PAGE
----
• The Great Lakes are the largest fresh surface water system on the planet. These lakes provide drinking water to 8.5 million Canadians and support a quarter of Canada’s agricultural capacity.
  • The Northwest Territories and Nunavut cover 34% of Canada's land mass and have 18% of its lake area
  • Human activity can degrade freshwater quality. Industrial discharge of wastewater and runoff from agricultural land, gardens, lawns, roads, and urban areas can pollute nearby lakes, rivers, and streams with various materials toxic to wildlife, habitats, and ecosystems

Canada has over 30,000 lakes larger than 100km2 in surface area. Almost 9% of the country’s surface is covered in freshwater. For many lake culture defines what it means to be Canadian. These water bodies also crucially provide drinking water, support food production, hydropower generation, resource extraction, transportation, recreation, biodiversity and climate regulation. Yet, climate change, agricultural intensification, shoreline development and urbanization are mounting pressures on the health and ecosystem services of lakes, and their associated social and environmental benefits. To respond, we require solutions that improve our ability to adapt and respond to and mitigate factors that impact lakes and their watersheds.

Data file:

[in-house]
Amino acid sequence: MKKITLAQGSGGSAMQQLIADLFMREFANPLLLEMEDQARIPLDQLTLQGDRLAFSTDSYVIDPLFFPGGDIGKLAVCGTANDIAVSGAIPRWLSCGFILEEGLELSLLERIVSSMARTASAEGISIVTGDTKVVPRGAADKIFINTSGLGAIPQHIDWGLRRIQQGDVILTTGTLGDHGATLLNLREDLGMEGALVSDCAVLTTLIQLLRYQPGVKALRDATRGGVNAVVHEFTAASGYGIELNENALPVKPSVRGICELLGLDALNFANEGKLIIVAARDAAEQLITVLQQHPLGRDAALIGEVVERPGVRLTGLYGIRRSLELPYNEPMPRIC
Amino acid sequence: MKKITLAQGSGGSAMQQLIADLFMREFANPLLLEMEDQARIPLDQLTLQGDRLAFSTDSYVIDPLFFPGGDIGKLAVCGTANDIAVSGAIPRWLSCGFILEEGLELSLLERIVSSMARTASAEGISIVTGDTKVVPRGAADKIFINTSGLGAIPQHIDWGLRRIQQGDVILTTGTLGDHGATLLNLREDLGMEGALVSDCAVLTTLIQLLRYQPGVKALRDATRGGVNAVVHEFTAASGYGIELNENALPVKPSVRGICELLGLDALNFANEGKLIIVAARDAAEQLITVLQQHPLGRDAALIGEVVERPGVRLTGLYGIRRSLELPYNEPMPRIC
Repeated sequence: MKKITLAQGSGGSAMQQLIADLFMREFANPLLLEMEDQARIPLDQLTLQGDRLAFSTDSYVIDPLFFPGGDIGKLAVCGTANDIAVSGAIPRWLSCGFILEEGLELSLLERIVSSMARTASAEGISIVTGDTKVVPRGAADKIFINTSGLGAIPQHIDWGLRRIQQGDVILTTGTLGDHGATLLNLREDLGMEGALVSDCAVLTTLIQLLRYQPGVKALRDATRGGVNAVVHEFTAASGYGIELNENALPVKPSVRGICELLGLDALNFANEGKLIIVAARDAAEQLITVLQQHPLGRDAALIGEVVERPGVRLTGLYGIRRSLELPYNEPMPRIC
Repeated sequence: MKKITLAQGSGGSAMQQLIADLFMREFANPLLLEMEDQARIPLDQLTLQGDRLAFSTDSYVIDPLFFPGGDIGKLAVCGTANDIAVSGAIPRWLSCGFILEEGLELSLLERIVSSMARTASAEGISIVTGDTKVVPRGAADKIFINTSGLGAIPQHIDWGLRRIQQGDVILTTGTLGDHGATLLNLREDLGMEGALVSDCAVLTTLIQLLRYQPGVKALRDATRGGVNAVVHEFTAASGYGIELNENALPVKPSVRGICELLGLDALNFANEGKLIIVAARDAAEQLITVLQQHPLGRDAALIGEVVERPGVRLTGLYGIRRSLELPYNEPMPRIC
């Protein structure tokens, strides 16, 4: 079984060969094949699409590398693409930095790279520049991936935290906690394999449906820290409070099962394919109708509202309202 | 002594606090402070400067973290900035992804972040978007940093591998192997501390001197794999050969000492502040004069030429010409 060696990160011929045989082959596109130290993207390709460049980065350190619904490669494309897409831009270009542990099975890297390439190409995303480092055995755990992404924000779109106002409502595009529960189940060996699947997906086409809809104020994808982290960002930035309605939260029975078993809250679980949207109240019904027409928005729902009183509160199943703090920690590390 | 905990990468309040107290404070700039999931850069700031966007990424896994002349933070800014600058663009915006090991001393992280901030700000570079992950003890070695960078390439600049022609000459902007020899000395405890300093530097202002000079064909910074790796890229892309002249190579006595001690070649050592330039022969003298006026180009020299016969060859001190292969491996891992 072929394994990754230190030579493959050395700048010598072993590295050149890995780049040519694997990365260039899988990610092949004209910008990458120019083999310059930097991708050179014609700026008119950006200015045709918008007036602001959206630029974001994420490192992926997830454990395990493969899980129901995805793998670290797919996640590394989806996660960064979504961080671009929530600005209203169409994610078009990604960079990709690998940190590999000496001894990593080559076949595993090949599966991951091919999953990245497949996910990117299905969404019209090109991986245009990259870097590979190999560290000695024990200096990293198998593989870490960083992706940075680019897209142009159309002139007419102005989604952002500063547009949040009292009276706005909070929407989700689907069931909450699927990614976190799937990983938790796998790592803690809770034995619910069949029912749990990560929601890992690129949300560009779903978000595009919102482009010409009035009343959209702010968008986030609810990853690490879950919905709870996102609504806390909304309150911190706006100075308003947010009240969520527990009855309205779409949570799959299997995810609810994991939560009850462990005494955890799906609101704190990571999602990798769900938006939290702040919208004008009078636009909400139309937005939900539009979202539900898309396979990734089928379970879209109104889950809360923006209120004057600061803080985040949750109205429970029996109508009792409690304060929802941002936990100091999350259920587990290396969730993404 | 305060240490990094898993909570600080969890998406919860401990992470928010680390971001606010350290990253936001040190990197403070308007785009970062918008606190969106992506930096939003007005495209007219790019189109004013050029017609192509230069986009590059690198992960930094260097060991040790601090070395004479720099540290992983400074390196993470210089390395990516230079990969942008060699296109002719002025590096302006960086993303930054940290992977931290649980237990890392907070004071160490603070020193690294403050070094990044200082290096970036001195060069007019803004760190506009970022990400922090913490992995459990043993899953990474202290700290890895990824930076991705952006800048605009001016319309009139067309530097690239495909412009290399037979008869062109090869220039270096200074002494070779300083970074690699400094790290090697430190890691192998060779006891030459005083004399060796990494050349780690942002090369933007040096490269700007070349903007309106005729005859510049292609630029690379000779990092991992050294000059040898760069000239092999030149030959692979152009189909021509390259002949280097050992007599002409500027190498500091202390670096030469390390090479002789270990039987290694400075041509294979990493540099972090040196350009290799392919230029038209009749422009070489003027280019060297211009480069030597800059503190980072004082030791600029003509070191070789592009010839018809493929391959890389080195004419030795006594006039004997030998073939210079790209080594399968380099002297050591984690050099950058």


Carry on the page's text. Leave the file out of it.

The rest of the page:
Lake Futures – Enhancing Adaptive Capacity and Resilience of Lakes and their Watersheds

Evaluation of Ice Models in Large Lakes Using Three Dimensional Coupled Hydrodynamic-Ice Models